16. Survey of Water Bugs in Bankim, a New Buruli Ulcer Endemic Area in Cameroon

    Ebong, Solange Meyin A.; Eyangoh, Sara; Marion, Estelle; Landier, Jordi; Marsollier, Laurent; Guégan, Jean-François; Legall, Philippe

    2012-01-01

    Buruli ulcer is a debitliating human skin disease with an unknown transmission mode although epidemiological data link it with swampy areas. Data available suggest that aquatic insects play a role in the dissemination and/or transmission of this disease. However, their biodiversity and biology remain poorly documented. We conducted an entomological survey in Bankim, Cameroon, an area recently described as endemic for Buruli ulcer in order to identify the commonly occurring aquatic bugs and document their relative abundance, diversity, and spatial distribution. Collection of aquatic bugs was realized over a period of one month by daily direct capture in different aquatic environments (streams, ponds, and rivers) and through light traps at night. Globally, the data obtained showed the presence of five families (Belostomatidae, Naucoridae, Nepidae, Notonectidae, and Gerridae), their abundance, distribution and diversity varying according to the type of aquatic environments and light attraction. PMID:22666273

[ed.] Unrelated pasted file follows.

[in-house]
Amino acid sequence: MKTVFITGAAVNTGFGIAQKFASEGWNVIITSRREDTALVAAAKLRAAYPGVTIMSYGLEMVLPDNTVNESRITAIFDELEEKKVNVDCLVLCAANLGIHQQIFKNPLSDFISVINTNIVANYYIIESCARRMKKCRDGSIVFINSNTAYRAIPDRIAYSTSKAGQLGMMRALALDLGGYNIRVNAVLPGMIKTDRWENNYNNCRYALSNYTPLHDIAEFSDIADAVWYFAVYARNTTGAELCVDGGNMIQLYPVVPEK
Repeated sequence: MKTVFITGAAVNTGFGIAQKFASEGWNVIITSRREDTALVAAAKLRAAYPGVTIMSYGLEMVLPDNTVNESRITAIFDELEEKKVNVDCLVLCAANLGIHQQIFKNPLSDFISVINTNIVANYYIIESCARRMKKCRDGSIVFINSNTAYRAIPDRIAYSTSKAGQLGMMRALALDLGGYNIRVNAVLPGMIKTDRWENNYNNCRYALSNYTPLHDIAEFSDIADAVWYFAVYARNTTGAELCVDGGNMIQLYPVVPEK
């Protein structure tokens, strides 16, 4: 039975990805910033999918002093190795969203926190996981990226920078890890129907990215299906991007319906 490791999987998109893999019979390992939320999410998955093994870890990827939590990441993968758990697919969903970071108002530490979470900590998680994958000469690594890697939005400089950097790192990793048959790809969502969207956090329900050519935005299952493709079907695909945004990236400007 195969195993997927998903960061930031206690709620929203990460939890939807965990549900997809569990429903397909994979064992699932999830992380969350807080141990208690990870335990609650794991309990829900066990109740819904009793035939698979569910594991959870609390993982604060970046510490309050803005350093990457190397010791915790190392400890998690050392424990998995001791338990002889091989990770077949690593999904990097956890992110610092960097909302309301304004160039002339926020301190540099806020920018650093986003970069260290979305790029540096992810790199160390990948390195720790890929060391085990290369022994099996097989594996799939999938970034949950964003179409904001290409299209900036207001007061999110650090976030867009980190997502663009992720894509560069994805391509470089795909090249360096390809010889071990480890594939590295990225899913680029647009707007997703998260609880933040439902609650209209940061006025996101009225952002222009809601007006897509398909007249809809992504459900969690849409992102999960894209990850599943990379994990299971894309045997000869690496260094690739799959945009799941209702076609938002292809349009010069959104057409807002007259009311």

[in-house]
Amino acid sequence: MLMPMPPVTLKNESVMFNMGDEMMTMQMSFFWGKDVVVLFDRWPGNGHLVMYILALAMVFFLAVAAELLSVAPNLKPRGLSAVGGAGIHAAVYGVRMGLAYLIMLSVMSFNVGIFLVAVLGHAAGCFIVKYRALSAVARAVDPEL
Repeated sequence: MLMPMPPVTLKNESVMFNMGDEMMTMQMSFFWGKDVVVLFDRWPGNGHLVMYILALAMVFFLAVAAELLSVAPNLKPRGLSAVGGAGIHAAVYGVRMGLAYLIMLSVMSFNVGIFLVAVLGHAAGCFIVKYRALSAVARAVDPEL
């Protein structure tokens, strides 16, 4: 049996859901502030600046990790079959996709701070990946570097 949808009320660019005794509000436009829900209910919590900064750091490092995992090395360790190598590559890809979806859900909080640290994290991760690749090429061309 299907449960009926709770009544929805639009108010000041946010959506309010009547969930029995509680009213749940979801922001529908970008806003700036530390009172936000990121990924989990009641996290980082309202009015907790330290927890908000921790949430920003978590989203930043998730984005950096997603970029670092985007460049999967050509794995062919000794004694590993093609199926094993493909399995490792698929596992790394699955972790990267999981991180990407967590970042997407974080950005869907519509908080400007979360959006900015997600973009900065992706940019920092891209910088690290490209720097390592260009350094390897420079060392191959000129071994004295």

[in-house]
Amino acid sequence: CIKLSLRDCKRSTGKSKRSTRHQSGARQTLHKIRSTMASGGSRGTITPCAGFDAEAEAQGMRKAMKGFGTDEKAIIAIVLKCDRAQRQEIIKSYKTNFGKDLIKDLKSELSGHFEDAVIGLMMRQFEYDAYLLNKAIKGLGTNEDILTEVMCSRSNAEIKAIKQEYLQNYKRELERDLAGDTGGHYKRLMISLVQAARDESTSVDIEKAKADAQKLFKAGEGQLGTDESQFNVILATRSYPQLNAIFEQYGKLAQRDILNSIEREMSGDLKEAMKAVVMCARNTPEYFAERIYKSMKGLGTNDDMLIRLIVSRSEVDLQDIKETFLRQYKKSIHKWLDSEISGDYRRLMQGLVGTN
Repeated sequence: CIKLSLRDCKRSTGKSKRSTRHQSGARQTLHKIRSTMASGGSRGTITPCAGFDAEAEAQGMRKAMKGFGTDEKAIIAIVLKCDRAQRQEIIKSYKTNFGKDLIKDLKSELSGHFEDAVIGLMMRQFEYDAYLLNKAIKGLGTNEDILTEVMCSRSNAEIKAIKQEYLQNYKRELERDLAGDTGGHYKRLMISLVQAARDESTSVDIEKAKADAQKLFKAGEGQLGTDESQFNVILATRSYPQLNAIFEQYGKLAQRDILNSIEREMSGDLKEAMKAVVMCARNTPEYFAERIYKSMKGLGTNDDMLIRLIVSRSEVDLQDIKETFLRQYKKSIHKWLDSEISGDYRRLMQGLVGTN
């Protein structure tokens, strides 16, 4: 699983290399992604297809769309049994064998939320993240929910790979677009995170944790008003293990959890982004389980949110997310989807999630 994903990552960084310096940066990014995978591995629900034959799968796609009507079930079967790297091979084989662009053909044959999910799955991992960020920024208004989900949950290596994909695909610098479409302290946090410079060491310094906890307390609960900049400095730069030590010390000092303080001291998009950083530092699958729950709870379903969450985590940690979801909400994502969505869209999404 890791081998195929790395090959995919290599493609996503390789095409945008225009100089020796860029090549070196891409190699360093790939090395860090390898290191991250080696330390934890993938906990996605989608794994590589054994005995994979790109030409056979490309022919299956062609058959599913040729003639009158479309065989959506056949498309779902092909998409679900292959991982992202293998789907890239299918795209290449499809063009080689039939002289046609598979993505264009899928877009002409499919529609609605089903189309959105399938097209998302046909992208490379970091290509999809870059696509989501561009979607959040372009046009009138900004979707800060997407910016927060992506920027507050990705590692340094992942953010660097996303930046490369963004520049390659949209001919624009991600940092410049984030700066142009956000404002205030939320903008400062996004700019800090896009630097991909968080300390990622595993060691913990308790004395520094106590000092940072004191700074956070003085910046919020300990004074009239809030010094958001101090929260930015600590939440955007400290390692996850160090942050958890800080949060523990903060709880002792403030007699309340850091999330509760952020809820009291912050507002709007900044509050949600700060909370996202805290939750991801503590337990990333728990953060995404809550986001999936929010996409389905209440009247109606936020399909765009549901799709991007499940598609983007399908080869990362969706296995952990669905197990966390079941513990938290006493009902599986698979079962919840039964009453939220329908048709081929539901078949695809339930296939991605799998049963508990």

17. Guidelines on the treatment of chronic coinfection by Trypanosoma cruzi and HIV outside endemic areas.

    Pérez-Molina, José A; Rodríguez-Guardado, Azucena; Soriano, Antonio; Pinazo, María-Jesús; Carrilero, Bartolomé; García-Rodríguez, Magdalena; Salas, Joaquín; Torrús, Diego; Soler-Ferrer, Cristina; Puente, Sabino; Haro-González, Juan Luís; Martín-Rabadán, Pablo; Gascon, Joaquim

    2011-01-01